Part of this delusional idea that we are to have a perfect and successful life is that of course we’re meant to found the perfect families. I carry on hearing parents that tell their children (of any age): when you’ll have children, when you’ll have your own family, etc. We grew up with the idea that we’ll have kids like our parents did except that it’ll be better for us because we’ll have more resources, we’ll travel more etc. We have also gotten used to success through having succeeded with our studies and careers.
But then Mother Nature decided to stop our delusional wonder powers and let us know that we could not have that perfect beautiful child, conceived on our honeymoon in a night with a wonderful full moon reflecting its image on the ocean in desert island, all perfectly timed so that the child would also be born in the month of May so that she (of course it’ll be the baby girl I had always dreamt of) would come like a flower in spring and she would be of our favourite star sign, etc. [For the record, I’m just making this up.. but you get the point..]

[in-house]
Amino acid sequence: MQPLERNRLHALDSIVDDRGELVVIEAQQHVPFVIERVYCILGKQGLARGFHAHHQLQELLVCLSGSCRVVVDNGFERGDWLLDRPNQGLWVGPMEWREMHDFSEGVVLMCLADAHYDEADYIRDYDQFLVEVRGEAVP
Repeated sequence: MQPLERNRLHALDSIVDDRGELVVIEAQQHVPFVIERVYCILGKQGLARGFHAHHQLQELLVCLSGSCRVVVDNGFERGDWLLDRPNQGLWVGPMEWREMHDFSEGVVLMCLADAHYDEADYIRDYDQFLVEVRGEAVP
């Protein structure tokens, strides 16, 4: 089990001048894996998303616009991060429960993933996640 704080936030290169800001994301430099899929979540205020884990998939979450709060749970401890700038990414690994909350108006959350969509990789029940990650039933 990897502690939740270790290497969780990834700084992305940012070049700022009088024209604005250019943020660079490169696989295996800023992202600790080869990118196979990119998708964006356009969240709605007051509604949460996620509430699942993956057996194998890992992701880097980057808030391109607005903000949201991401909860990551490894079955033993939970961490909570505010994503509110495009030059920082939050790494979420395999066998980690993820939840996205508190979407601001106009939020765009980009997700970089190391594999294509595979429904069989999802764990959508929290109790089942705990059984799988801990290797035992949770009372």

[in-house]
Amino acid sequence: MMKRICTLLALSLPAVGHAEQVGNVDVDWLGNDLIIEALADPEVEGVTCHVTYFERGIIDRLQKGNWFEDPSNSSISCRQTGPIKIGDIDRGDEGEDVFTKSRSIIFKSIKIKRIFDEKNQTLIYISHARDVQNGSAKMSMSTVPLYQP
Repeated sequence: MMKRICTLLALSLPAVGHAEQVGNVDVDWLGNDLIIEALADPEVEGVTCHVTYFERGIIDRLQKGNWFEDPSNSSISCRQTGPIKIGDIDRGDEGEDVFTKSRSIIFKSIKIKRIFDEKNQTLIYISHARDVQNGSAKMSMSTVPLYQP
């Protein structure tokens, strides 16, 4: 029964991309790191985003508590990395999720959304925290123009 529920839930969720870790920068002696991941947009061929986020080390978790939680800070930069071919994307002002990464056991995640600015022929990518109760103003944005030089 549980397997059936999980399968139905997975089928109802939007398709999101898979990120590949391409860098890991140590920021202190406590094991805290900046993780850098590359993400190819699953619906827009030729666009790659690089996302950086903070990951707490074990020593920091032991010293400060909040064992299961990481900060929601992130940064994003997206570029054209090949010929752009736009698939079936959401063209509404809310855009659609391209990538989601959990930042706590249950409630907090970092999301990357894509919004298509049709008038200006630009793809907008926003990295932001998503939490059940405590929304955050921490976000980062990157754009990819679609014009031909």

You see where the problem is, right? We expect everything to be so perfect that when it is not we are not just upset but have a complete breakdown.
The Huffington Post’s article gives three pieces of advice to GYPSYs to avoid depression in their career in a world with limited opportunities. I think this is good advice for us too in the world of infertility: